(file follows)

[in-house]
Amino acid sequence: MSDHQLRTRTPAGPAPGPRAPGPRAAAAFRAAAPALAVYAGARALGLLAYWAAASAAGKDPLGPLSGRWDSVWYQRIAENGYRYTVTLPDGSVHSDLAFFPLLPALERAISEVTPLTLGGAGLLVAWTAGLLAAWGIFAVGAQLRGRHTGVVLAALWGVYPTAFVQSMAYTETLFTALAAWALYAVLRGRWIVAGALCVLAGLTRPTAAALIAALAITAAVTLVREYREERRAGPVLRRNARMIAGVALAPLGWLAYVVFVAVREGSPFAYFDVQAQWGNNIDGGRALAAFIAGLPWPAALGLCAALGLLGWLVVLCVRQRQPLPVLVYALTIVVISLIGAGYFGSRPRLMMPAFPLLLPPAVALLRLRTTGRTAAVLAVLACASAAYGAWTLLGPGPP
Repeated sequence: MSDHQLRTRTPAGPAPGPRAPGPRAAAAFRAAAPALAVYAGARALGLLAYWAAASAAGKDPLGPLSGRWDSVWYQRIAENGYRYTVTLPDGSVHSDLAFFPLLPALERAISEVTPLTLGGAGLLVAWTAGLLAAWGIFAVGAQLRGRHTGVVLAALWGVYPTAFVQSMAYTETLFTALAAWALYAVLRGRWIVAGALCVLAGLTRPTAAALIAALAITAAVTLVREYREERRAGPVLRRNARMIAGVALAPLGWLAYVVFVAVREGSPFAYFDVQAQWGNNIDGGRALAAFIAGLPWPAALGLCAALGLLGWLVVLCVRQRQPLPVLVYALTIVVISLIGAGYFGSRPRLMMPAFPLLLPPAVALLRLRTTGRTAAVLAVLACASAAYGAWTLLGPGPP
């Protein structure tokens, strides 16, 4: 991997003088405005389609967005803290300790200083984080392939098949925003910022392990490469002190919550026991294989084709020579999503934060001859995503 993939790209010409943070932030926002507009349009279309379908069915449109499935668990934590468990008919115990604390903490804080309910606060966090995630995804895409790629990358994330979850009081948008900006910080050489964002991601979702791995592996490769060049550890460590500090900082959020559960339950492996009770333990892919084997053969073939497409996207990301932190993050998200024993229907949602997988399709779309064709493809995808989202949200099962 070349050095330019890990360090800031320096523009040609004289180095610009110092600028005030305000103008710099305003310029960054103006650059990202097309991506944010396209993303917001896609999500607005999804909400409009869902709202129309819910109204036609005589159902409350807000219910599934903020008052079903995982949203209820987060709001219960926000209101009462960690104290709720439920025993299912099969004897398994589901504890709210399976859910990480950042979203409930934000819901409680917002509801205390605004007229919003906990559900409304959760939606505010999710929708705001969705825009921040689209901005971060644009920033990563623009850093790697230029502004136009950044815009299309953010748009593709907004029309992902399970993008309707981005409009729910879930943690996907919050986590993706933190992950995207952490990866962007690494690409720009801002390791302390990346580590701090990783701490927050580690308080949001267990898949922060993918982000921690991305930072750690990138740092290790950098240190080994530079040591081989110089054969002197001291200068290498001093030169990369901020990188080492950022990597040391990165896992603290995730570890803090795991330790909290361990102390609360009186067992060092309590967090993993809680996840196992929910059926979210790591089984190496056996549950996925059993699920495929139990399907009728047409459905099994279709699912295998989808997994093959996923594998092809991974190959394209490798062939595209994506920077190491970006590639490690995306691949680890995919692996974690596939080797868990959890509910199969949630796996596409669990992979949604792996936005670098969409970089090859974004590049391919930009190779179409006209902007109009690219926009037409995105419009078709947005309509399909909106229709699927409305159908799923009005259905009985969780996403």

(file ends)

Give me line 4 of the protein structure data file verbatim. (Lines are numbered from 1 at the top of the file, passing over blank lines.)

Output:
């Protein structure tokens, strides 16, 4: 991997003088405005389609967005803290300790200083984080392939098949925003910022392990490469002190919550026991294989084709020579999503934060001859995503 993939790209010409943070932030926002507009349009279309379908069915449109499935668990934590468990008919115990604390903490804080309910606060966090995630995804895409790629990358994330979850009081948008900006910080050489964002991601979702791995592996490769060049550890460590500090900082959020559960339950492996009770333990892919084997053969073939497409996207990301932190993050998200024993229907949602997988399709779309064709493809995808989202949200099962 070349050095330019890990360090800031320096523009040609004289180095610009110092600028005030305000103008710099305003310029960054103006650059990202097309991506944010396209993303917001896609999500607005999804909400409009869902709202129309819910109204036609005589159902409350807000219910599934903020008052079903995982949203209820987060709001219960926000209101009462960690104290709720439920025993299912099969004897398994589901504890709210399976859910990480950042979203409930934000819901409680917002509801205390605004007229919003906990559900409304959760939606505010999710929708705001969705825009921040689209901005971060644009920033990563623009850093790697230029502004136009950044815009299309953010748009593709907004029309992902399970993008309707981005409009729910879930943690996907919050986590993706933190992950995207952490990866962007690494690409720009801002390791302390990346580590701090990783701490927050580690308080949001267990898949922060993918982000921690991305930072750690990138740092290790950098240190080994530079040591081989110089054969002197001291200068290498001093030169990369901020990188080492950022990597040391990165896992603290995730570890803090795991330790909290361990102390609360009186067992060092309590967090993993809680996840196992929910059926979210790591089984190496056996549950996925059993699920495929139990399907009728047409459905099994279709699912295998989808997994093959996923594998092809991974190959394209490798062939595209994506920077190491970006590639490690995306691949680890995919692996974690596939080797868990959890509910199969949630796996596409669990992979949604792996936005670098969409970089090859974004590049391919930009190779179409006209902007109009690219926009037409995105419009078709947005309509399909909106229709699927409305159908799923009005259905009985969780996403």